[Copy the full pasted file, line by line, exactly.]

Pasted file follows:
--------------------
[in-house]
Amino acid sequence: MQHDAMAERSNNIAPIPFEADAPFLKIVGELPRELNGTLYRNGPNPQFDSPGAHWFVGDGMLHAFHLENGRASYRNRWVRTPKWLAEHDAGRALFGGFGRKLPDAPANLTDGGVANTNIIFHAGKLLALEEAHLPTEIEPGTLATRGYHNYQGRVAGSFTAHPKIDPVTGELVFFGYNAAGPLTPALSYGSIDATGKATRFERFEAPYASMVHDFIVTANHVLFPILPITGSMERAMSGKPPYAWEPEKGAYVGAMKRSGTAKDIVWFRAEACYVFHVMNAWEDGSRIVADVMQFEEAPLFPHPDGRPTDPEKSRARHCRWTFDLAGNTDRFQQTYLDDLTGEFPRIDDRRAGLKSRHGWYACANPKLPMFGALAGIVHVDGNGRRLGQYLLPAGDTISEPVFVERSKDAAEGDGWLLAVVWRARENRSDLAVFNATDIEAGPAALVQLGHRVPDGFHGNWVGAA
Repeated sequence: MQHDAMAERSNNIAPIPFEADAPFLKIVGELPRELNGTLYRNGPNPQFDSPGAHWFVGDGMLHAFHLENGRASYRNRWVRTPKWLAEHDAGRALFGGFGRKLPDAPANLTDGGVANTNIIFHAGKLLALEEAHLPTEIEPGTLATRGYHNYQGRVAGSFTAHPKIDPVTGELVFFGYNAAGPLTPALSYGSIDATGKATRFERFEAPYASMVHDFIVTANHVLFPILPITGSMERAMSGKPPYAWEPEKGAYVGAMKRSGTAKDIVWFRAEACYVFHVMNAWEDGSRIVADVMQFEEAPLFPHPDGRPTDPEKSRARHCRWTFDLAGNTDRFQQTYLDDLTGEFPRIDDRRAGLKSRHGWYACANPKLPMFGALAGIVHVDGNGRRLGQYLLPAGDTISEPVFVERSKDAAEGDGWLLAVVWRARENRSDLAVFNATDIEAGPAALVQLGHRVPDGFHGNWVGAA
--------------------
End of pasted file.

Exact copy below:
[in-house]
Amino acid sequence: MQHDAMAERSNNIAPIPFEADAPFLKIVGELPRELNGTLYRNGPNPQFDSPGAHWFVGDGMLHAFHLENGRASYRNRWVRTPKWLAEHDAGRALFGGFGRKLPDAPANLTDGGVANTNIIFHAGKLLALEEAHLPTEIEPGTLATRGYHNYQGRVAGSFTAHPKIDPVTGELVFFGYNAAGPLTPALSYGSIDATGKATRFERFEAPYASMVHDFIVTANHVLFPILPITGSMERAMSGKPPYAWEPEKGAYVGAMKRSGTAKDIVWFRAEACYVFHVMNAWEDGSRIVADVMQFEEAPLFPHPDGRPTDPEKSRARHCRWTFDLAGNTDRFQQTYLDDLTGEFPRIDDRRAGLKSRHGWYACANPKLPMFGALAGIVHVDGNGRRLGQYLLPAGDTISEPVFVERSKDAAEGDGWLLAVVWRARENRSDLAVFNATDIEAGPAALVQLGHRVPDGFHGNWVGAA
Repeated sequence: MQHDAMAERSNNIAPIPFEADAPFLKIVGELPRELNGTLYRNGPNPQFDSPGAHWFVGDGMLHAFHLENGRASYRNRWVRTPKWLAEHDAGRALFGGFGRKLPDAPANLTDGGVANTNIIFHAGKLLALEEAHLPTEIEPGTLATRGYHNYQGRVAGSFTAHPKIDPVTGELVFFGYNAAGPLTPALSYGSIDATGKATRFERFEAPYASMVHDFIVTANHVLFPILPITGSMERAMSGKPPYAWEPEKGAYVGAMKRSGTAKDIVWFRAEACYVFHVMNAWEDGSRIVADVMQFEEAPLFPHPDGRPTDPEKSRARHCRWTFDLAGNTDRFQQTYLDDLTGEFPRIDDRRAGLKSRHGWYACANPKLPMFGALAGIVHVDGNGRRLGQYLLPAGDTISEPVFVERSKDAAEGDGWLLAVVWRARENRSDLAVFNATDIEAGPAALVQLGHRVPDGFHGNWVGAA